The Role of the Respiratory Microbiome and Viral Presence in Lower Respiratory Tract Infection Severity in the First Five Years of Life

Ivo Hoefnagels, Josephine van de Maat, Jeroen J. A. van Kampen, Annemarie van Rossum, Charlie Obihara, Gerdien A. Tramper-Stranders, Astrid P. Heikema, Willem de Koning, Anne-Marie van Wermerskerken, Deborah Horst-Kreft, Gertjan J. A. Driessen, Janine Punt, Frank J. Smit, Andrew Stubbs, Jeroen G. Noordzij, John P. Hays, Rianne Oostenbrink*

*Corresponding author for this work

Research output: Contribution to journalArticleAcademicpeer-review

1 Citation (Web of Science)


Lower respiratory tract infections (LRTIs) in children are common and, although often mild, a major cause of mortality and hospitalization. Recently, the respiratory microbiome has been associated with both susceptibility and severity of LRTI. In this current study, we combined respiratory microbiome, viral, and clinical data to find associations with the severity of LRTI. Nasopharyngeal aspirates of children aged one month to five years included in the STRAP study (Study to Reduce Antibiotic prescription in childhood Pneumonia), who presented at the emergency department (ED) with fever and cough or dyspnea, were sequenced with nanopore 16S-rRNA gene sequencing and subsequently analyzed with hierarchical clustering to identify respiratory microbiome profiles. Samples were also tested using a panel of 15 respiratory viruses and Mycoplasma pneumoniae, which were analyzed in two groups, according to their reported virulence. The primary outcome was hospitalization, as measure of disease severity. Nasopharyngeal samples were isolated from a total of 167 children. After quality filtering, microbiome results were available for 54 children and virology panels for 158 children. Six distinct genus-dominant microbiome profiles were identified, with Haemophilus-, Moraxella-, and Streptococcus-dominant profiles being the most prevalent. However, these profiles were not found to be significantly associated with hospitalization. At least one virus was detected in 139 (88%) children, of whom 32.4% had co-infections with multiple viruses. Viral co-infections were common for adenovirus, bocavirus, and enterovirus, and uncommon for human metapneumovirus (hMPV) and influenza A virus. The detection of enteroviruses was negatively associated with hospitalization. Virulence groups were not significantly associated with hospitalization. Our data underlines high detection rates and co-infection of viruses in children with respiratory symptoms and confirms the predominant presence of Haemophilus-, Streptococcus-, and Moraxella-dominant profiles in a symptomatic pediatric population at the ED. However, we could not assess significant associations between microbiome profiles and disease severity measures.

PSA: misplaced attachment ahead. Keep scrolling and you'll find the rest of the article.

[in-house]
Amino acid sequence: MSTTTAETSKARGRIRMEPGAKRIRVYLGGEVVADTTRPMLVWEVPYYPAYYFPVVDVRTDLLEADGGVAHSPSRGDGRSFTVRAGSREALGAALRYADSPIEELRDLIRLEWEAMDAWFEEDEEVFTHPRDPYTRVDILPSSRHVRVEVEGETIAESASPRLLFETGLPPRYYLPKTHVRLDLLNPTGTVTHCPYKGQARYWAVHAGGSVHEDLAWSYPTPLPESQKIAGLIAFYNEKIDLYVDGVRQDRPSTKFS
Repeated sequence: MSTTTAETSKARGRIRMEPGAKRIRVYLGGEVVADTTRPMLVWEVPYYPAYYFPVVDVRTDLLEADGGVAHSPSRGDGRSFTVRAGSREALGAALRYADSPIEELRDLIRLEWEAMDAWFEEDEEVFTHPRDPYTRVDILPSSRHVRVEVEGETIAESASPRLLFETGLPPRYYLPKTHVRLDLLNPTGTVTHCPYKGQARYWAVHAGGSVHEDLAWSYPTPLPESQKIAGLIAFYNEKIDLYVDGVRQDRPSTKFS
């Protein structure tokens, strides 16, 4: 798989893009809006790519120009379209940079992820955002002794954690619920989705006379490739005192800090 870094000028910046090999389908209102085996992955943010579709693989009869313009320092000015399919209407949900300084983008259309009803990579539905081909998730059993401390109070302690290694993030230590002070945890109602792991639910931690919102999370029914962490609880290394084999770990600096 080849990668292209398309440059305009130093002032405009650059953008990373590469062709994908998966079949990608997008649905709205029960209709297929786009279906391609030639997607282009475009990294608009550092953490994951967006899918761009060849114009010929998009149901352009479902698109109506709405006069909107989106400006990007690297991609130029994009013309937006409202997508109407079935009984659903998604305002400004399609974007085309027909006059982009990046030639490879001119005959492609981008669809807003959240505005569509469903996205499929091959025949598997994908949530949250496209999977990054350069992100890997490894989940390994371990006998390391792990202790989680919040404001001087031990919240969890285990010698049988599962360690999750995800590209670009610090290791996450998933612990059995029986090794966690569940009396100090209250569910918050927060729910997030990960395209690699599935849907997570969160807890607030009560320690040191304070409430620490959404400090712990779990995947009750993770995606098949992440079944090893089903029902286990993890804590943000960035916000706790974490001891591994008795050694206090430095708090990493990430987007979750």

Original languageEnglish
Article number1446
Number of pages14
Issue number7
Publication statusPublished - Jul 2021


  • lower respiratory tract infection
  • respiratory microbiome
  • virus
  • nanopore sequencing
  • 16S-rRNA gene

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